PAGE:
This has long been the approach of Safe Online where we appraoch the Internet and Internet Safety from a place of possibility and positivity rather than negativity and scare tactics. Heres a great article from the Independant.ie that delves a little deeper. Parents should try to encourage conversations about what sites and apps their children access and who they're connecting with. This dialogue is essential to keeping our kids safe online. We need a more balanced and less fear-based approach to internet safety, writes Dr. Rachel O'Connell. - Read the full article
All too often, stories about kids on Facebook tend toward the gloomy and the disapproving. And that's all well and good when, for example, we hear stories about a single 6th Grader being harassed by 57 classmates via the social network. So, that's 58 kids interacting on a platform they're not allowed to sign up for. Hmmmm.
Well, here's an interesting new angle to the whole topic of cyberbullying and online harassment. The state of North Carolina has passed a law, the School Violence Protection Law of 2012, that criminalizes the online "intimidation" or "torment" of teachers.
This is a horse I don't think we've flogged enough yet, despite last week's post on the topic. It's very interesting how polarized people seem to be on this. Is digital learning inherently good or inherently evil?
Media Literacy Week is an annual event that takes place every November. Co-lead by MediaSmarts and the Canadian Teachers’ Federation, the week puts a spotlight on the importance of digital and media literacy as a key component in the education of children and young people. SOLOS is proud to be a MediaSmarts collaborator.
Media Literacy Week is an annual event that takes place every November. Co-lead by MediaSmarts and the Canadian Teachers’ Federation, the week puts a spotlight on the importance of digital and media literacy as a key component in the education of children and young people. The theme for Media Literacy Week 2012, Privacy Matters, shines a spotlight on the privacy knowledge and skills that youth need for their online activities. Here at SOLOS we are working hard to positively educate children, youth and adults about online safety, and privacy matters are a key focus of our presentations. Please take a moment to look at our presentations and workshops at our website www.safeonline.ca. We look forward to working with you this fall!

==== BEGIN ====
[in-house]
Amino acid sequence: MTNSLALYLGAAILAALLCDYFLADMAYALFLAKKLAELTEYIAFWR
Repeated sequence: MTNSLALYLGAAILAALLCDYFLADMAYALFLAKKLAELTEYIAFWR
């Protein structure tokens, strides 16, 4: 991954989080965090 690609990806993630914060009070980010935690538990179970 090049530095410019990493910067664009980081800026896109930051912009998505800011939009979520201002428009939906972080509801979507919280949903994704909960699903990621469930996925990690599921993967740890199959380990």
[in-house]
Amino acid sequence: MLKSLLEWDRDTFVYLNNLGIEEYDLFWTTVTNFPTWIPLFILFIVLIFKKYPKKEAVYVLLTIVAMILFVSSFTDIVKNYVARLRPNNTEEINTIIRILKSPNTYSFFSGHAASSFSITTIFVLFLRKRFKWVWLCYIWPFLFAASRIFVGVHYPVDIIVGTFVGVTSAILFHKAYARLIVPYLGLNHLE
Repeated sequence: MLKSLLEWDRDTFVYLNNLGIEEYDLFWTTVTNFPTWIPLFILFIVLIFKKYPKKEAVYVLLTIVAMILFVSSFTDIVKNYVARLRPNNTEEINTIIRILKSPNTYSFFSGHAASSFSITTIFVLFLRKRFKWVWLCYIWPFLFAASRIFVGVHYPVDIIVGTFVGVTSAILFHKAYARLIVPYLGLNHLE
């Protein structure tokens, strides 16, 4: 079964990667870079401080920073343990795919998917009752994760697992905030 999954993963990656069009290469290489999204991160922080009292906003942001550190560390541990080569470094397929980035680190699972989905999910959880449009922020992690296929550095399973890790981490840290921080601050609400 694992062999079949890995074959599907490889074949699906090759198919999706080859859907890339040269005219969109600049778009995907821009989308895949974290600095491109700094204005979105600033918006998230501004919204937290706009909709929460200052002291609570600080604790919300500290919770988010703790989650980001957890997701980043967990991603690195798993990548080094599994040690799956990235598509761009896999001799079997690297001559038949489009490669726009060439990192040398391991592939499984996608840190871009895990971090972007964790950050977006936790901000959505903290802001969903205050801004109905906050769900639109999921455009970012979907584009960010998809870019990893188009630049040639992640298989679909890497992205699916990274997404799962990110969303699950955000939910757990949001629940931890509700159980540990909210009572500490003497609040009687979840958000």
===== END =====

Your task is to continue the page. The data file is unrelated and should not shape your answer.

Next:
Thanks to Nancy B. for sending me this article today about youth, education and social medias. It's interesting to see that despite the different abbreviations we use for our work, the same issues are emerging for youth, educators and youth workers around online technologies on an international level. These challenges to our professional practices need to be talked about hopefully with colleagues, and tech-savvy leaders in our respective professions need to offer mentorship and optimistic solutions alongside acknowledgements of risk and concerns. via Young people need guidance to cope with the threats posed by social media | Society | The Guardian.
The Society for Children and Youth in BC has launched a new public awareness campaign to promote child and youth rights in everyday life in BC. This PSA was written and recorded by BC youth who experienced discrimination first hand. Listen for it on radio stations throughout the province. Youth and non-discrimination "One of the more negative effects of prejudice and discrimination that children and youth face as a daily part of their lives is the power of stereotypes. Stereotypes are in simple terms, an over-generalization, a “snap shot” perspective frozen in time and place that superimposes a perception of someone solely based on their group membership or outwardly attributes. Stereotypes denies our individual character and uniqueness. It ties us to a perception that prejudges us before we can make our true selves known to others." (SCYBC) Please take the time to listen to this new PSA in support of the UN Convention on the Rights of the Child and show your support for the SCYBC.